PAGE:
Revertant T lymphocytes in a patient with Wiskott-Aldrich syndrome: Analysis of function and distribution in lymphoid organs

Sara Trifari, Samantha Scaramuzza, Marco Catucci, Maurilio Ponzoni, Luca Mollica, Robert Chiesa, Federica Cattaneo, Fanny Lafouresse, Ronan Calvez, William Vermi, Daniela Medicina, Maria Carmina Castiello, Francesco Marangoni, Marita Bosticardo, Claudio Doglioni, Maurizio Caniglia, Alessandro Aiuti, Anna Villa, Maria Grazia Roncarolo, Loïc Dupré

Research output: Contribution to journalArticlepeer-review


Background: The Wiskott-Aldrich syndrome (WAS) is a rare genetic disease characterized by thrombocytopenia, immunodeficiency, autoimmunity, and hematologic malignancies. Secondary mutations leading to re-expression of WAS protein (WASP) are relatively frequent in patients with WAS. Objective: The tissue distribution and function of revertant cells were investigated in a novel case of WAS gene secondary mutation. Methods: A vast combination of approaches was used to characterize the second-site mutation, to investigate revertant cell function, and to track their distribution over a 18-year clinical follow-up. Results: The WAS gene secondary mutation was a 4-nucleotide insertion, 4 nucleotides downstream of the original deletion. This somatic mutation allowed the T-cell-restricted expression of a stable, full-length WASP with a 3-amino acid change compared with the wild-type protein. WASP + T cells appeared early in the spleen (age 10 years) and were highly enriched in a mesenteric lymph node at a later time (age 23 years). Revertant T cells had a diversified T-cell-receptor repertoire and displayed in vitro and in vivo selective advantage. They proliferated and produced cytokines normally on T-cell-receptor stimulation. Consistently, the revertant WASP correctly localized to the immunologic synapse and to the leading edge of migrating T cells. Conclusion: Despite the high proportion of functional revertant T cells, the patient still has severe infections and autoimmune disorders, suggesting that re-expression of WASP in T cells is not sufficient to normalize immune functions fully in patients with WAS.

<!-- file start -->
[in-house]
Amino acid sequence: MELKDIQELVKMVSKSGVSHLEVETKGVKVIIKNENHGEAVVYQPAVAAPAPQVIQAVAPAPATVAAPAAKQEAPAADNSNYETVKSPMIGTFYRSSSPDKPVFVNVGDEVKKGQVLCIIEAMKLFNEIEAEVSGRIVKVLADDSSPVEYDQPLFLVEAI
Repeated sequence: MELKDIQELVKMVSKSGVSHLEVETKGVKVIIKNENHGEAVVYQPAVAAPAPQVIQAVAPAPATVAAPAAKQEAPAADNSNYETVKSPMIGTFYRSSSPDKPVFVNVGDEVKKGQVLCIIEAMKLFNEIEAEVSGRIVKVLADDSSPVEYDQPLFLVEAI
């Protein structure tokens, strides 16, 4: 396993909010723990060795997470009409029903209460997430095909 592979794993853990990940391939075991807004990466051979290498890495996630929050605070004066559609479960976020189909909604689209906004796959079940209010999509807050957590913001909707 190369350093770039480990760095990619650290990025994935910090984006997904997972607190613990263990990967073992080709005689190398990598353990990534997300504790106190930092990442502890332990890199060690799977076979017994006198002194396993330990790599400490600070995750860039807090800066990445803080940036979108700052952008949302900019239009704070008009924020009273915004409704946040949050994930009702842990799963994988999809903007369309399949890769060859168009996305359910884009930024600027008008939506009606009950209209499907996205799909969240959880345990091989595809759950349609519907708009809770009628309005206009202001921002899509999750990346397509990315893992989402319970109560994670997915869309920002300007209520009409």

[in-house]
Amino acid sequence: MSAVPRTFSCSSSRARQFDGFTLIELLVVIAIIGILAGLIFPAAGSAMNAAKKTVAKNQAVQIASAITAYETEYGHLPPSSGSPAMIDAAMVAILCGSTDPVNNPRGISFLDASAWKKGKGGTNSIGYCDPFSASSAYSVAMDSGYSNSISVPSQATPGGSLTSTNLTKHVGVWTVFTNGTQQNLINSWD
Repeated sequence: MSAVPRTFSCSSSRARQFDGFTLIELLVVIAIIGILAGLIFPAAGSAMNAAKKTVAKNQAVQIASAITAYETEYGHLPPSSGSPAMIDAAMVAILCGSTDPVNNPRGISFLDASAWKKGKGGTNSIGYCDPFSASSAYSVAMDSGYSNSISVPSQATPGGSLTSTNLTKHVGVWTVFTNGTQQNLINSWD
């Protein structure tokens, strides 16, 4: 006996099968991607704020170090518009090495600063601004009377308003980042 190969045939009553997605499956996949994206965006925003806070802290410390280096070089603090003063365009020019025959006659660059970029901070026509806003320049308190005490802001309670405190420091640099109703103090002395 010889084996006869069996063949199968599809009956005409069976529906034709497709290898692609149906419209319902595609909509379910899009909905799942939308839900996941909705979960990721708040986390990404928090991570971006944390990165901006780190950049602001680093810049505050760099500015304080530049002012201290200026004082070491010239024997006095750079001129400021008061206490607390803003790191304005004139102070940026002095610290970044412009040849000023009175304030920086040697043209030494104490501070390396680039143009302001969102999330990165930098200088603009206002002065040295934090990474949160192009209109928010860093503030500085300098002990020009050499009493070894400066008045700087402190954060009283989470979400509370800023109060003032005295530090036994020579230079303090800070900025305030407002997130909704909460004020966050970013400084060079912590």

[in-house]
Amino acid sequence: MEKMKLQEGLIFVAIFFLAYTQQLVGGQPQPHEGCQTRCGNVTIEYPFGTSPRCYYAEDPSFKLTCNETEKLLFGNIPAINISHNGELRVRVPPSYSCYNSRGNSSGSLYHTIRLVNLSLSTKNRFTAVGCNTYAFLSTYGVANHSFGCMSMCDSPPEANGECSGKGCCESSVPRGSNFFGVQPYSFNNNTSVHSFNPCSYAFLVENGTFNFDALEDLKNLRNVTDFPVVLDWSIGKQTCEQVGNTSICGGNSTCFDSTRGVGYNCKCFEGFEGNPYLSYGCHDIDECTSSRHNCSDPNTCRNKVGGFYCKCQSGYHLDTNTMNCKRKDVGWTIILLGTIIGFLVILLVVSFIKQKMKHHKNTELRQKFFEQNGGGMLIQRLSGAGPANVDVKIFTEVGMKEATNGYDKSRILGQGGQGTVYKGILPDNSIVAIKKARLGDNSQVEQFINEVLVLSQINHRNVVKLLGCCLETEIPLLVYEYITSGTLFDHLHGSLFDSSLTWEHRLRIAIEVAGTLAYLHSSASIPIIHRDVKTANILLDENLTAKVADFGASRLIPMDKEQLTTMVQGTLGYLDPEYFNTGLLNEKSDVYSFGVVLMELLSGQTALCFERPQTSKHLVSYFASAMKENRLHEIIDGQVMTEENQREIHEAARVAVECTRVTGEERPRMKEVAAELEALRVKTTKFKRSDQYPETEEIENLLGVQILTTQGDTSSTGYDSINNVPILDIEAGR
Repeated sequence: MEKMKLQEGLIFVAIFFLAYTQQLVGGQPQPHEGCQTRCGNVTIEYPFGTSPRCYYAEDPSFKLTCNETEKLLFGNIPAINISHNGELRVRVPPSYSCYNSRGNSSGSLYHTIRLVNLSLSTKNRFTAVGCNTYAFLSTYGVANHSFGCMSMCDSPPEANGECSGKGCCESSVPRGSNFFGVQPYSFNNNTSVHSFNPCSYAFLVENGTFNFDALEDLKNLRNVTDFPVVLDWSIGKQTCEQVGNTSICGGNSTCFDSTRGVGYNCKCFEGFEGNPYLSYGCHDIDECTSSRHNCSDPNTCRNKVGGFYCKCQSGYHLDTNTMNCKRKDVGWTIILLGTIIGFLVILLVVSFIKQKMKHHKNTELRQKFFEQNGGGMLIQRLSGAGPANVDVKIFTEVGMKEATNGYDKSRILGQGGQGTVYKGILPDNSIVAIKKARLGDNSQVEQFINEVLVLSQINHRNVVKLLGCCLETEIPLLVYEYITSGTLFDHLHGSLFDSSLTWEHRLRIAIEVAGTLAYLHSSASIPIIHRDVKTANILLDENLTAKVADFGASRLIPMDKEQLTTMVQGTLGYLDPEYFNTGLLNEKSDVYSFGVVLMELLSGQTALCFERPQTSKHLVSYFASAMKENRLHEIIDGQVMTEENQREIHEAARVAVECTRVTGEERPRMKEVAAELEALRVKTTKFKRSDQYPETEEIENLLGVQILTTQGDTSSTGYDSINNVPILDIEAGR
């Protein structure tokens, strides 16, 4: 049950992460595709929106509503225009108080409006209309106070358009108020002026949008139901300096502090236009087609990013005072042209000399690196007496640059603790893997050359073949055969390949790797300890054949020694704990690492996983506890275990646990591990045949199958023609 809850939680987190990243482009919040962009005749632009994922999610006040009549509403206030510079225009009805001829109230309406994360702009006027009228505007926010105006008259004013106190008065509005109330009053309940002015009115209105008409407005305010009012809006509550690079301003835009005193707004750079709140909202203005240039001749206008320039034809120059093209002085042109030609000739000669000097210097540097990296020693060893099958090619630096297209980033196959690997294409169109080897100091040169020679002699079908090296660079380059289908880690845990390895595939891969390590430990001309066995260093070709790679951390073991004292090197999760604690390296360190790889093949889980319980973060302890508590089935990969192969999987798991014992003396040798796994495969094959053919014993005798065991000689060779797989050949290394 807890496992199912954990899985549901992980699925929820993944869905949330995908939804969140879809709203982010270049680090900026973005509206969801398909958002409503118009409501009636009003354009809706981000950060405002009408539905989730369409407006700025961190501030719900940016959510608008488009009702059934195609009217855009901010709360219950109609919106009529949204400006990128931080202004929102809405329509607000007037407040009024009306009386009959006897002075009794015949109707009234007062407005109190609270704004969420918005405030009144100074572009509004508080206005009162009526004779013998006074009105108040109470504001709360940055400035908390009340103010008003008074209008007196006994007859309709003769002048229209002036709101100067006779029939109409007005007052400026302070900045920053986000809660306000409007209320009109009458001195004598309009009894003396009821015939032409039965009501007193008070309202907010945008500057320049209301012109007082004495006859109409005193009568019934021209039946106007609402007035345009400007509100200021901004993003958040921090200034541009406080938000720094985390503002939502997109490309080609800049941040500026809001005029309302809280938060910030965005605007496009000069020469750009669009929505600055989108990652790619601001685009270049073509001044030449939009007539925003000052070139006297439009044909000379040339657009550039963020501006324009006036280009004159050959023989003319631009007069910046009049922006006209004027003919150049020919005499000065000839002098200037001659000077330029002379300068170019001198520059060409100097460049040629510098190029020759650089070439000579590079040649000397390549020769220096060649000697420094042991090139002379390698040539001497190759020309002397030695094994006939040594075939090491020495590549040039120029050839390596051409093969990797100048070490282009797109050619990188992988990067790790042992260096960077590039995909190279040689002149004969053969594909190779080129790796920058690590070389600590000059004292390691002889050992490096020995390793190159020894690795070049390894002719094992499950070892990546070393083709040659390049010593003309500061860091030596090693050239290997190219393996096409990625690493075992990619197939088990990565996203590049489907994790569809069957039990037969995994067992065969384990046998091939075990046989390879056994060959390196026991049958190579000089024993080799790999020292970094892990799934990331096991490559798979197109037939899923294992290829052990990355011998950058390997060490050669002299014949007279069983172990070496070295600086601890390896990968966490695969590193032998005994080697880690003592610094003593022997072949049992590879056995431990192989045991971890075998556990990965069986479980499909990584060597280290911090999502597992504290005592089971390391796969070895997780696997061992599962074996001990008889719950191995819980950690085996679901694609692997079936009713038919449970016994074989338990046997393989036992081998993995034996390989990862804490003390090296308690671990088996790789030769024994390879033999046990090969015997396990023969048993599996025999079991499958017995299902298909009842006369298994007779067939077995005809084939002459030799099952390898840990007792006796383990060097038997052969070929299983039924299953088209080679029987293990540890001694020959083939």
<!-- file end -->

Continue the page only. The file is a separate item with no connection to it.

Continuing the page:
Original languageEnglish
JournalJournal of Allergy and Clinical Immunology
Issue number2
Publication statusPublished - Feb 2010


  • Primary immunodeficiency
  • secondary mutation
  • Wiskott-Aldrich syndrome

ASJC Scopus subject areas

  • Immunology and Allergy
  • Immunology


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